Friday, July 13, 2012
July by the Numbers stays in the Soviet Union for jersey #13.
Having been founded in 1946, Sports Club of the Army Leningrad has competed at the highest level of Soviet and Russian hockey in every season of it's existence, save for three.
SKA Leningrad were relegated for the 1947-48 season, but earned an immediate promotion back to the top level in their first try. Their return to the top level did not go well, and the club was once again demoted to the second division, and again won the right to return to the top division for 1950-51. This time they were successful in staying up, and remained in highest level for the next 40 years.
An old badge for HC SKA Leningrad
Their first taste of success came in 1968 when they were a finalist for the USSR Cup, a season long knockout competition which ran concurrently with the league regular season. The club earned their first hardware in 1970, when they won their first Spengler Cup, defeating the Czechoslovakian team Dukla Jihlava.
The team repeated their Spengler Cup success with another victory over Dukla Jihlava in 1971 and then completed arguably the best season in club history with a bronze medal in the Soviet Championship League and a runner up finish in the USSR Cup.
Their next success would arrive with their third Spengler Cup victory in 1977 at the expense of Dukla Jihlava once again.
SKA Leningrad's next success in the Soviet Championship League came with another bronze medal after the 1987 campaign.
That success would have to suffice for some time, as the political upheaval which arrived with the dissolution of the Soviet Union would affect the club's finances and resources as the changes in Russian society and it's sporting landscape sorted themselves out over the early part of the 1990's. This instability saw the team relegated for only the third time in it's history, as they were relegated following the 1990-91 season.
Another affect the breakup of the Soviet Union had on the team was the name of their home city Leningrad changing back to it's historic, original pre-1914 name of Saint Petersburg in 1991. From then on, the club would now be known as Hockey Club SKA Saint Petersburg.
They team would rebound from their relegation in short order, returning to the top level after just one season. The league they returned to in 1991-92 was the renamed and reorganized International Hockey League, which would be renamed Russian Super League in 1999 when membership was once again open to teams from outside of Russia, such as those from Belarus and Latvia.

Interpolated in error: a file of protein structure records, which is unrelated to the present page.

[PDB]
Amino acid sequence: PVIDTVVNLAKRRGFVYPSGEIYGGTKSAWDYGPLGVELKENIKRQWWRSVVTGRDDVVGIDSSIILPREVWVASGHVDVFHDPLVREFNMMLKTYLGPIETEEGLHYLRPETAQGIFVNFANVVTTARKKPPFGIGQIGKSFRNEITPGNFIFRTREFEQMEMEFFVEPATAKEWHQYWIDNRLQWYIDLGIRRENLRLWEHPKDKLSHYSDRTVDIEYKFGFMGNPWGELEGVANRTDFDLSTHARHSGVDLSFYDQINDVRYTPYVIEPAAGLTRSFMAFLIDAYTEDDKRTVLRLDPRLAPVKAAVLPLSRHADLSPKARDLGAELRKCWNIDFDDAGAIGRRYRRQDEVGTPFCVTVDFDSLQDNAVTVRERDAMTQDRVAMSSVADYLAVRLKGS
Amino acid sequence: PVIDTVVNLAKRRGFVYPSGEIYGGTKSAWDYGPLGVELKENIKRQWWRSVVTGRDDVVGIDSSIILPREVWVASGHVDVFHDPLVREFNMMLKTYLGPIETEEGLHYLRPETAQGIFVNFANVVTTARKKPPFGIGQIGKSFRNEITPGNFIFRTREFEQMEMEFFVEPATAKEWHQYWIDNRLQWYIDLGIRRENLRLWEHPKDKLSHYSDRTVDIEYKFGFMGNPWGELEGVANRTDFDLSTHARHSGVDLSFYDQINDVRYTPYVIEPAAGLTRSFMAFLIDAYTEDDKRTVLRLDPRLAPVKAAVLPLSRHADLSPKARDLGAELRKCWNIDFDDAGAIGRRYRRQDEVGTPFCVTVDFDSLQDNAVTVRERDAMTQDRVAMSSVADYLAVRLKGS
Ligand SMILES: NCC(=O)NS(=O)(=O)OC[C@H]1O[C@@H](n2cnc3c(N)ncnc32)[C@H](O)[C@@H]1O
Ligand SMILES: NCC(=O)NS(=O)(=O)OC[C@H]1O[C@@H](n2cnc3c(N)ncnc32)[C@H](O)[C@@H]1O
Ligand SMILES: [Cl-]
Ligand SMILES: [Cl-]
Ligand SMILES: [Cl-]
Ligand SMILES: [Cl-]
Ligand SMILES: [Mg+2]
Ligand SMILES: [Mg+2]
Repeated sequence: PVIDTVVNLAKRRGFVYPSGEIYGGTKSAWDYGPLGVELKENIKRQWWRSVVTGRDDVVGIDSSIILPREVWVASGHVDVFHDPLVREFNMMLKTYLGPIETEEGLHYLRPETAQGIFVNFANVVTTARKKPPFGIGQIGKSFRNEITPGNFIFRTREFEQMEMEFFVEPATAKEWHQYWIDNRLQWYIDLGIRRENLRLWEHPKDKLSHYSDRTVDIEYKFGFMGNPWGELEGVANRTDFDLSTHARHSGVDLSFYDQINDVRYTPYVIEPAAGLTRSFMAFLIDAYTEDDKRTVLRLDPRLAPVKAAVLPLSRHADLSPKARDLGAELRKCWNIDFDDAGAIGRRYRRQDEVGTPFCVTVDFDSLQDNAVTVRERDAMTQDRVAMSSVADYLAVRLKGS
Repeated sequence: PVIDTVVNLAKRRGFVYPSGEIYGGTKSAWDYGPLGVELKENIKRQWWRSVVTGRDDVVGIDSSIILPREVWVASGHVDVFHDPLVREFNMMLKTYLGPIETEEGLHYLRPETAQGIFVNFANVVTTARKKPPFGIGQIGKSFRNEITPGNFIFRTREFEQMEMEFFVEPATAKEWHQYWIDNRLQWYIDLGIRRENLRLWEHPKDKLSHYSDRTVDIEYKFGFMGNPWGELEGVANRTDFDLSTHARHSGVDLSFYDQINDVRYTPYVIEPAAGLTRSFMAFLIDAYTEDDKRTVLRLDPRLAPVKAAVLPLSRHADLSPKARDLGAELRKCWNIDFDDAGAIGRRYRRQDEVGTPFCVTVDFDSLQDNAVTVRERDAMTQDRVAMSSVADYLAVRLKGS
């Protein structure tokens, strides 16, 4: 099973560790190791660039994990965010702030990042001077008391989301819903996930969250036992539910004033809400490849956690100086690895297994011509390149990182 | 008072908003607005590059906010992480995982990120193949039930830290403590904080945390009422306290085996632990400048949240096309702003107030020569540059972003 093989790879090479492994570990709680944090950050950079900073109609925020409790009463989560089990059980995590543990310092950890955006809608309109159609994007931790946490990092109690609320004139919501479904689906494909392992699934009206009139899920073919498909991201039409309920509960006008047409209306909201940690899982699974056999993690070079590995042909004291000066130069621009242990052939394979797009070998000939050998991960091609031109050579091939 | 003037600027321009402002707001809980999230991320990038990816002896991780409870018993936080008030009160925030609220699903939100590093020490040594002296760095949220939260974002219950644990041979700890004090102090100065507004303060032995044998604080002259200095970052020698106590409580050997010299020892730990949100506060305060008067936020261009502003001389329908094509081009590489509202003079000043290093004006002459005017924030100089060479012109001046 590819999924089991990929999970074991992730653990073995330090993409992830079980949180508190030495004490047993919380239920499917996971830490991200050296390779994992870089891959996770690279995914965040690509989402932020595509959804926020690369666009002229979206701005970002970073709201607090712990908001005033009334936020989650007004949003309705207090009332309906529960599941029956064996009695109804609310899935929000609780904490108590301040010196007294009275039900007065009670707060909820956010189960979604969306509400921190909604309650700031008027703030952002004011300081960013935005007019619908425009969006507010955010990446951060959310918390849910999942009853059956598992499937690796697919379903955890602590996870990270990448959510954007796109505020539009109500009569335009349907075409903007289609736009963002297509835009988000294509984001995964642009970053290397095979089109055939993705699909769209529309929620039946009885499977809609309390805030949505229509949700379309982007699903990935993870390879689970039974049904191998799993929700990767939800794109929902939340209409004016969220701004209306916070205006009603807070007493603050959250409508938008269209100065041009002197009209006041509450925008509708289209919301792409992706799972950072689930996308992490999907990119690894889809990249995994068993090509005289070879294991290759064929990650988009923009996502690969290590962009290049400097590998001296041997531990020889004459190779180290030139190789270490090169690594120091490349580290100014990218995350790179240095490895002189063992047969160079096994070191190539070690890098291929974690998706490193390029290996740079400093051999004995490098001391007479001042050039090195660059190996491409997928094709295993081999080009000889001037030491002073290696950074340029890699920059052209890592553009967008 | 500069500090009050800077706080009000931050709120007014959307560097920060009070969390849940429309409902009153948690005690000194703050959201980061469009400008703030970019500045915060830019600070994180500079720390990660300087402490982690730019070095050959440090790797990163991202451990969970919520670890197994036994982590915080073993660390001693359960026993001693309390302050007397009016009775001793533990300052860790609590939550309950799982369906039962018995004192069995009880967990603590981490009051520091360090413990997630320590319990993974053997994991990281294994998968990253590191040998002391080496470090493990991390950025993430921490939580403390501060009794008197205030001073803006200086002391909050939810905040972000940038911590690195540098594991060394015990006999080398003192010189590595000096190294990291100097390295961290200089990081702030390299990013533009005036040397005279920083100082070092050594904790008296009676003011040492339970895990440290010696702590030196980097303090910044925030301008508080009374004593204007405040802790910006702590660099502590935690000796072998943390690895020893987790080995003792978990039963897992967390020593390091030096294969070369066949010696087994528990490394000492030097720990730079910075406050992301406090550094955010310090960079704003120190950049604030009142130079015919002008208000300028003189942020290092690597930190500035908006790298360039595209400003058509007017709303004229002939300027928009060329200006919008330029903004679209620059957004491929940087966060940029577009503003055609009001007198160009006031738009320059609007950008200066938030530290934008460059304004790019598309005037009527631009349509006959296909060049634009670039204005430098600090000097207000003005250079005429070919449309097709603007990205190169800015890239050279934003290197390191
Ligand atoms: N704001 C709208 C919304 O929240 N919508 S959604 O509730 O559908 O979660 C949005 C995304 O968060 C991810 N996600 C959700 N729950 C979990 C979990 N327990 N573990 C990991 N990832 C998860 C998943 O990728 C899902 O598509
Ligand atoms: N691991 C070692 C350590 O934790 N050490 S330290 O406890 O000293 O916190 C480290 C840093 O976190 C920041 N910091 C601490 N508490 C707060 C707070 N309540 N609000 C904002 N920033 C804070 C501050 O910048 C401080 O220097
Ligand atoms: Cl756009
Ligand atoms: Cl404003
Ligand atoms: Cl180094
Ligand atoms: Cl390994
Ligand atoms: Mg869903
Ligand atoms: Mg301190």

SKA Saint Petersburg would compete in all seasons of the RSL from 1996-97 through 2007-08 and then join the newly created Kontinental Hockey League for it's inaugural 2008-09 season and win the Bobrov Division in 2009-10 with Maxim Shushinski finishing second in scoring by a single point with 65 points, followed by teammate Alexi Yashin with 64.
The following October, SKA defeated the Carolina Hurricanes of the NHL in an exhibition game in Saint Petersburg by a score of 5-3.
Tuomo Ruutu of Carolina tries to score on SKA goaltender
Evgeni Nabokov during their 2010 exhibition game
Their noteworthy season continued in December with the club defeating Team Canada to capture it's fourth Spengler Cup on New Year's Eve, five weeks before the club hosted the KHL All-Star Game at the Ice Palace, their home rink built for the 2000 World Championships.
Maxim Shushinsky accepting the 2010 Spengler Cup
The Ice Palace holds 12,300 fans and has hosted the IIHF European Champions Cup from 2005 to 2008. In 2011-12, SKA averaged 10,126 fans, becoming the first Russian club to average over 10,000 fans per game in a season. SKA also placed 6th overall in all of Europe behind teams from Switzerland, Belarus, two from Germany and Sweden.
Today's featured jersey is a 1995-96 SKA Saint Petersburg Viktor Belyakov jersey. Despite having been broken up in late 1991, this jersey still carries influences from the Soviet Union with it's spartan design and prominent red stars.
The thin numbers with a clear drop shadow is classic early 1990's European style, but what really screams "European" about the jersey is the fold over dress shirt collar, more commonly found in Scandinavian countries. A sign of the changing economics of the times is evidenced by the sponsorship found along the waist, both front and back, which would only grow to be more prominent as time passed.
Fortunately for you our readers, the internet has yet to be able to transmit odors, because there is nothing in this world that smells quite like an old Russian game worn jersey, a remarkable stench that packs a pretty mean punch!
Belyakov was a center who played for SKA beginning in 1988-89 when the city was still known as Leningrad and remained with the club for 10 seasons through the change to Saint Petersburg, and the Soviet League evolving into the International Hockey League, the Russian Hockey League and the Russian Super League. He finished his career with two additional seasons with Sibir Novobirsk, helping them earn promotion from the Russian second division to the Super League for his final season of 2002-03.
Today's video segment is an lengthy interview, in English, with SKA's Alexi Yashin (and his wife) at the 2010 Spengler Cup that we feel is worth your time.
This next video is a report on SKA Saint Petersburg from just prior to the 2010-11 season.